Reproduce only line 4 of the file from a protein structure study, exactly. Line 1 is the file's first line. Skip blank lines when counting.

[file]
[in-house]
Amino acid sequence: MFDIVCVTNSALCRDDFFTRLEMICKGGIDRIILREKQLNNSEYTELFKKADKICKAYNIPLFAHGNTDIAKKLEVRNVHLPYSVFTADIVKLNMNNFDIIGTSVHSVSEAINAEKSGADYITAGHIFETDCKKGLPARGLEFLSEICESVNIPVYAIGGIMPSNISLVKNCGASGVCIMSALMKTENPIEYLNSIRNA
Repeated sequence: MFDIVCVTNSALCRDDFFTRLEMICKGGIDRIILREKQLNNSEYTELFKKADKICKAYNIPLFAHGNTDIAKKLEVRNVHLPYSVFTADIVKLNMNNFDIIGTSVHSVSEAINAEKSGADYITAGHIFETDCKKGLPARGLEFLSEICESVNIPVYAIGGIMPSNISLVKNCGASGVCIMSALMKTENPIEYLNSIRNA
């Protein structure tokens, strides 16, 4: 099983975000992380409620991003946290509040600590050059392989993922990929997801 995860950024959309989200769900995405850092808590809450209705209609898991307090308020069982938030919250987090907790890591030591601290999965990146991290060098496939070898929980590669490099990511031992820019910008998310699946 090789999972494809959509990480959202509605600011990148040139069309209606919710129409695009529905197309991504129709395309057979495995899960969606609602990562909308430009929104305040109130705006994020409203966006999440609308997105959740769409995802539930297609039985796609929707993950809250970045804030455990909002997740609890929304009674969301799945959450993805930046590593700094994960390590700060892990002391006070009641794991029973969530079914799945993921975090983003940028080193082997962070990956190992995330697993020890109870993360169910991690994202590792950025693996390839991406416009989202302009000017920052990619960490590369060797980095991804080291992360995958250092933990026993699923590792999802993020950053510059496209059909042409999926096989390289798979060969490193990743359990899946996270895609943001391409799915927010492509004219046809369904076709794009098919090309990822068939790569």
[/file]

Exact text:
């Protein structure tokens, strides 16, 4: 099983975000992380409620991003946290509040600590050059392989993922990929997801 995860950024959309989200769900995405850092808590809450209705209609898991307090308020069982938030919250987090907790890591030591601290999965990146991290060098496939070898929980590669490099990511031992820019910008998310699946 090789999972494809959509990480959202509605600011990148040139069309209606919710129409695009529905197309991504129709395309057979495995899960969606609602990562909308430009929104305040109130705006994020409203966006999440609308997105959740769409995802539930297609039985796609929707993950809250970045804030455990909002997740609890929304009674969301799945959450993805930046590593700094994960390590700060892990002391006070009641794991029973969530079914799945993921975090983003940028080193082997962070990956190992995330697993020890109870993360169910991690994202590792950025693996390839991406416009989202302009000017920052990619960490590369060797980095991804080291992360995958250092933990026993699923590792999802993020950053510059496209059909042409999926096989390289798979060969490193990743359990899946996270895609943001391409799915927010492509004219046809369904076709794009098919090309990822068939790569």